03 Nov 2021
ANZ Chairman Paul O’Sullivan says he is cautiously optimistic about 2022 despite some remaining challenges from the ongoing pandemic.
“First of all, we've seen governments and central banks respond with unprecedented levels of liquidity and they've stayed in behind that,” O’Sullivan explained on a video with bluenotes for the bank’s virtual Annual General Meeting (AGM) in Melbourne.
"There is some uncertainty around but I also think there are a lot of reasons to be optimistic about the economy.” – Paul O’Sullivan
“Secondly, in Australia and New Zealand [we’ve seen] a fair degree of social cohesion and very rapid adoption of vaccination rates. I know there have been a lot of noisy comments but … we have close to 90 per cent vaccination rates in both economies. That's pretty remarkable.”
O’Sullivan also pointed to unprecedented levels of household savings and liquidity balances - the highest in 25 years.
“That money has got to go somewhere and that makes me fairly optimistic about the state of the economy,” he says.
Click here for a transcript of this video
O’Sullivan said the bank had remained strong throughout the crisis, maintaining high levels of capital and lowering “run the bank” costs.
“We're in a strong position heading into the year ahead,” he says. “There is some uncertainty around but … I also think there are a lot of reasons to be optimistic about the economy.
“As Australians and New Zealanders, when cyclones or floods come around and take away our houses, we don't stand around worrying about it. We get on with rebuilding.”
On the board’s focus for 2022 and beyond, O’Sullivan pointed to some short and medium-term issues which will be in the spotlight.
“A major focus for the board and management is restoring [home loan] momentum in the Australian Retail & Commercial division,” he explained. “We would expect, based on the work we've been doing, that we will return our mortgage book to growth this half and be growing in line with system in the next half.”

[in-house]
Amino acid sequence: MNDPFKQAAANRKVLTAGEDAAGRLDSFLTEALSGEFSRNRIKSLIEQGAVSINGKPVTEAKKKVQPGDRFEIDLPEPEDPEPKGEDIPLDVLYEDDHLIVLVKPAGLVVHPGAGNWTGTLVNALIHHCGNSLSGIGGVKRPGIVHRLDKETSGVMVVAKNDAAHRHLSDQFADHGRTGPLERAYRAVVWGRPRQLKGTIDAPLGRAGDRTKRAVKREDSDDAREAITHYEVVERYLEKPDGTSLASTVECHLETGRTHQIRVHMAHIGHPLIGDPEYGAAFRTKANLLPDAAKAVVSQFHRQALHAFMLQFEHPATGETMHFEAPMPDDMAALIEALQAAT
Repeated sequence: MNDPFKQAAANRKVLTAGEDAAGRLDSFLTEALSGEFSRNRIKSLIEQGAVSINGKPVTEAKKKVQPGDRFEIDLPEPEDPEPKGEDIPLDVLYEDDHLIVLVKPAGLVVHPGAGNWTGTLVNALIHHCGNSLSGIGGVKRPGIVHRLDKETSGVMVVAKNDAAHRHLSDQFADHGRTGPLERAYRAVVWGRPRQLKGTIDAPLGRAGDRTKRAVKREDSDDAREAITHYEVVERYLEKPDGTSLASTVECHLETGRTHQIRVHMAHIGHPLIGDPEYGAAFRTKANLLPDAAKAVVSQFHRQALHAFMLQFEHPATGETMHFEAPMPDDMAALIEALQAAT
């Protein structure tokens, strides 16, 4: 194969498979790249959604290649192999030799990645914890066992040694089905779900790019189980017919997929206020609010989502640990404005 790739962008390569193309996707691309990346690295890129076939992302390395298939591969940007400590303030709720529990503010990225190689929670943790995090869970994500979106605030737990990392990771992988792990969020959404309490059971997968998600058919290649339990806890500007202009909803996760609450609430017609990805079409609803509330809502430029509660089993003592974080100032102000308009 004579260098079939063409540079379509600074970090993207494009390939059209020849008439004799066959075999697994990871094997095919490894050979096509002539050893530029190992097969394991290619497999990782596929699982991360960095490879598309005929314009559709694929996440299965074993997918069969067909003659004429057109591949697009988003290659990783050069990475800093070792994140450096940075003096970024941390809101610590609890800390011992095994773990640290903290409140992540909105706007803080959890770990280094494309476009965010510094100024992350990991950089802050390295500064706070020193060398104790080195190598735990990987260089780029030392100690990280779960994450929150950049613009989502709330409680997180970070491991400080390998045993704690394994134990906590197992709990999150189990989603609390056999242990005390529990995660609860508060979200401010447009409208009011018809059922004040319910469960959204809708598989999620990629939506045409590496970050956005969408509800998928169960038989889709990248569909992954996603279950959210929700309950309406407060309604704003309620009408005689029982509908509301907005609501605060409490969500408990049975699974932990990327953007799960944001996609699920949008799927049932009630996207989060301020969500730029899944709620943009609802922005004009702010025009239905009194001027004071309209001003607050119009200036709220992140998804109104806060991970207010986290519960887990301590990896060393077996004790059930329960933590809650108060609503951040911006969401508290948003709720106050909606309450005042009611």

O’Sullivan highlighted the recently announced ANZx project – known as ANZ Plus in the market – as a key project for 2022. He also emphasised sustainable finance was an area where ANZ is already a leader and can continue to build on that platform.
“ANZ has been a leader over many years in terms of climate change,” he says. “We have the credibility and the track record.”
O’Sullivan says the commercial opportunity of a lower carbon economy has been estimated at $125 trillion with 50 per cent likely to be spent in the Asia Pacific.
“As bankers, we have a responsibility to help fund that transition,” he says. “We're very clear - we will only fund oil and gas companies who have a public commitment to a lower emissions pathway over time. And that's got to have attached to it governance and transparency and specific time-based targets.”
O’Sullivan outlined the trap of not lending: “If we were to say we won't lend to fossil fuel companies, we will drive that sector to lenders who are less committed to emissions reduction and who are less scrupulous than ANZ.
“I think we've found an appropriate and responsible strategy. I know it won't be popular with everybody but ANZ is all about being part of the solution and not merely putting our head in the sand.”
O’Sullivan also discussed the four major challenges he expects to face in the year ahead: inflation, housing affordability and social inequality, value chain disruption, and geopolitical tensions.
You can watch more of the conversation in the video above.
Andrew Cornell is Managing Editor of bluenotes
03 Nov 2021
16 Dec 2020